Difference between Right/left midfielder and Winger

Discussion in 'Player' started by Squex, Jul 17, 2013.

  1. Squex

    Squex Member

    Jan 7, 2012
    Club:
    Fenerbahce SK
    Country:
    Brazil
    Whats the difference between right/left midfielders and wingers?
    Is there any team that plays with right and left midfielder today?
     
  2. Bluesarc

    Bluesarc Member

    Jun 10, 2013
    Club:
    FC Porto
    Mostly defensive workrates i would presume but they function essencially as wingers. It deppends on what the coach intends to do with them, he will decide the so called "diferences" they can do the exact same thing deppending on the coach
     
  3. nicklaino

    nicklaino Member+

    Feb 14, 2012
    Brooklyn, NY
    Club:
    Manchester United FC
    If you have a right and left mid you also have a center mid. Plus you have 3 forwards could be in a triangle.

    2 wingers play with two forwards not three. The two wingers get into the attack more so their recovery runs are longer. They are the runners.
     
  4. rca2

    rca2 Member+

    Nov 25, 2005
    Nick: I think he was asking about the difference between winghalf and winger. And the answer to that question is that positions have no meaning outside of the context of the system being used. For example 343, 433, and 442--each system is different and each system can be organized many different ways.

    IMO there are only 5 different player skill sets: keeper, flanker, CB, CM and CF. Except for development, coaches decide how the team will play and assign players to positions based on trying to field the most competitive team.
     
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  5. PStevenson1082

    May 28, 2012
    Club:
    FC Barcelona
    Wingers are made up of attacking players that can penetrate a team's backline from the touchlines. Wingers must possess speed, vision and the ability to pass efficiently, especially crossing into the box.

    Holding midfielders are usually the players with the best ball control, passing and vision on the team because they play in the center of the pitch, where possession of the ball must be maintained under high amounts of pressure and initiate the attack.

    Box-to-Box midfielders are the hardest working because, as the name implies, they work from box to box, initiating the attack and defensive support for the backline.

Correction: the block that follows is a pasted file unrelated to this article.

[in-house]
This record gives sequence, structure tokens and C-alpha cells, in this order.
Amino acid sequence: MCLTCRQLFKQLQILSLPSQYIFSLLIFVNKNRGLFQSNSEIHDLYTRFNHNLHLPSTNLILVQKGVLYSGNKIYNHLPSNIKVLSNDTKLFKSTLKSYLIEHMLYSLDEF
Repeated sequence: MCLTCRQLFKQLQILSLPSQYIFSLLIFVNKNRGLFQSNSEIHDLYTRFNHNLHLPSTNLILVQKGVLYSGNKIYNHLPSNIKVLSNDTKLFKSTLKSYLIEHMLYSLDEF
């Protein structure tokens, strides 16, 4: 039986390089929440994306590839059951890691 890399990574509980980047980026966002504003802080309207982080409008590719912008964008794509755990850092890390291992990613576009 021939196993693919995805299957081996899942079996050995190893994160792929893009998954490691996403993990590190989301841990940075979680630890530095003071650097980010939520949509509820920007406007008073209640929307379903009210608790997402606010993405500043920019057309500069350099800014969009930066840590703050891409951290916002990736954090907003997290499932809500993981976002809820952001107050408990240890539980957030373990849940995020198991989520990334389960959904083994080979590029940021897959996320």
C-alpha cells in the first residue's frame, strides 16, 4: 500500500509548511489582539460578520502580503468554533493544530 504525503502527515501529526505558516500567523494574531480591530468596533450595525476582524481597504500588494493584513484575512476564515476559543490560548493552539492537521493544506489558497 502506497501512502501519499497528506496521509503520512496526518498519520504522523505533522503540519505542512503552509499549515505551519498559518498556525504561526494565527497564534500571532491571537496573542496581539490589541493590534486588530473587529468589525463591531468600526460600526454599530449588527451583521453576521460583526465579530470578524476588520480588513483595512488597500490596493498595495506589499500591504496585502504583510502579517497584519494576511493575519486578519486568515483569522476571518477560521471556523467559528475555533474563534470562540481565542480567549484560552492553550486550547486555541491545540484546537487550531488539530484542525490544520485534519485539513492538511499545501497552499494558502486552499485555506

Defensive midfielders are basically responsible for helping the backline break down an opposition's attack, then getting the ball to the holding and attacking midfielders initiating the attack.

    Scoring goals is usually optional for midfielders but the best wingers in the world can score often. Holding mids have less of a responsibility to score(but it's welcomed) and defensive midfielders usually have responsibility to score.....
     
  6. nicklaino

    nicklaino Member+

    Feb 14, 2012
    Brooklyn, NY
    Club:
    Manchester United FC
    If wingers have good vision why are they playing on the flank. Where only one side of the field could benefit from that vision? If they have good vision they should play more in the center of the field where both sides of the field could benefit from that vision.

    That was one of the arguments I made to tab Ramos when I was trying to get him out of the wing mid mind set.
     
  7. PStevenson1082

    May 28, 2012
    Club:
    FC Barcelona
    Wingers with good vision are very good crossers that know when to take on and how to beat defenders on the flank as well as play a precise ball into someone in or someone running into the box. Vision is highly regarded among all midfielders. Not all wingers can hold onto possession in the center of the pitch and holding mids have speed. That is the difference between holding mids and wingers.
     
  8. rca2

    rca2 Member+

    Nov 25, 2005
    :D Holding midfielders are not called "holding" because they should "hold" onto the ball. Rather holding midfielders are roleplayers who guard against the counterattack. Which requires that they not advance past the ball while their team is attacking. They hold back while the other midfielders move up. Whether a team has a holding midfielder and exactly how he plays is up to the coach.

    It is meaningless to talk about "positions" outside the context of a system of play. What the original poster is really interested in is the different skill sets involved. And the short answer is that there is no difference in the skill sets required between winger and outside midfielder. Whether in the adult game a particular player is going to be assigned as a winger or outside midfielder is going to depend entirely on coaching decisions. How he is supposed to play is also going to depend entirely on coaching decisions.
     
  9. nicklaino

    nicklaino Member+

    Feb 14, 2012
    Brooklyn, NY
    Club:
    Manchester United FC